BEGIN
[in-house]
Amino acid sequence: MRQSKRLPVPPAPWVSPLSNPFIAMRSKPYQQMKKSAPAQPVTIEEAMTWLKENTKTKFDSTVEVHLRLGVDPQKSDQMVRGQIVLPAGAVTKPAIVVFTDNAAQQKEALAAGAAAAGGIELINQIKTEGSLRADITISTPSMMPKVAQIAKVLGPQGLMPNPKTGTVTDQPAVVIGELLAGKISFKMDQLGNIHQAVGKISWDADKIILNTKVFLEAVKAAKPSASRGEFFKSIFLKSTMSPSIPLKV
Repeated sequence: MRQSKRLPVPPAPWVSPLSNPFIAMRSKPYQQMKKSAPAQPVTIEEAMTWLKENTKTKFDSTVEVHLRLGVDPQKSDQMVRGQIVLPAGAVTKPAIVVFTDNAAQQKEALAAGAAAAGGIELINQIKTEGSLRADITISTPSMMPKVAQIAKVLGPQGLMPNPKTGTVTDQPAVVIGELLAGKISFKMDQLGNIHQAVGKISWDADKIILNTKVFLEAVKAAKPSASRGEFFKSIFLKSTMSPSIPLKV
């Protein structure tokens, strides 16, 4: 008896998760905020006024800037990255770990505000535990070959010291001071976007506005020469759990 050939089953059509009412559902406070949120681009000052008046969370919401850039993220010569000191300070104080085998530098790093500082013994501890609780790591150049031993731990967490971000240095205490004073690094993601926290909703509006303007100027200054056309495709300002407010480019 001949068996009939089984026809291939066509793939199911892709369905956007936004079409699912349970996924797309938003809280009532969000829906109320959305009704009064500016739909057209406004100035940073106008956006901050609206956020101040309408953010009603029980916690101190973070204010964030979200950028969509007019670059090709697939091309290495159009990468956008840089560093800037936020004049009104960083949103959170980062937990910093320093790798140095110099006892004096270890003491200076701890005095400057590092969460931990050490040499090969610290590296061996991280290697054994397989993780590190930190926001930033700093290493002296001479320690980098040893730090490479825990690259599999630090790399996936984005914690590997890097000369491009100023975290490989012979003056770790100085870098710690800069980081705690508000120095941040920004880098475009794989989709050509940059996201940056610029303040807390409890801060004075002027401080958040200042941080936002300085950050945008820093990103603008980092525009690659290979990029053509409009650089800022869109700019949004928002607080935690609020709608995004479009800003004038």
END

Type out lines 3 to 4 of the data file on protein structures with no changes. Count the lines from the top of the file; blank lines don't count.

Repeated sequence: MRQSKRLPVPPAPWVSPLSNPFIAMRSKPYQQMKKSAPAQPVTIEEAMTWLKENTKTKFDSTVEVHLRLGVDPQKSDQMVRGQIVLPAGAVTKPAIVVFTDNAAQQKEALAAGAAAAGGIELINQIKTEGSLRADITISTPSMMPKVAQIAKVLGPQGLMPNPKTGTVTDQPAVVIGELLAGKISFKMDQLGNIHQAVGKISWDADKIILNTKVFLEAVKAAKPSASRGEFFKSIFLKSTMSPSIPLKV
């Protein structure tokens, strides 16, 4: 008896998760905020006024800037990255770990505000535990070959010291001071976007506005020469759990 050939089953059509009412559902406070949120681009000052008046969370919401850039993220010569000191300070104080085998530098790093500082013994501890609780790591150049031993731990967490971000240095205490004073690094993601926290909703509006303007100027200054056309495709300002407010480019 001949068996009939089984026809291939066509793939199911892709369905956007936004079409699912349970996924797309938003809280009532969000829906109320959305009704009064500016739909057209406004100035940073106008956006901050609206956020101040309408953010009603029980916690101190973070204010964030979200950028969509007019670059090709697939091309290495159009990468956008840089560093800037936020004049009104960083949103959170980062937990910093320093790798140095110099006892004096270890003491200076701890005095400057590092969460931990050490040499090969610290590296061996991280290697054994397989993780590190930190926001930033700093290493002296001479320690980098040893730090490479825990690259599999630090790399996936984005914690590997890097000369491009100023975290490989012979003056770790100085870098710690800069980081705690508000120095941040920004880098475009794989989709050509940059996201940056610029303040807390409890801060004075002027401080958040200042941080936002300085950050945008820093990103603008980092525009690659290979990029053509409009650089800022869109700019949004928002607080935690609020709608995004479009800003004038």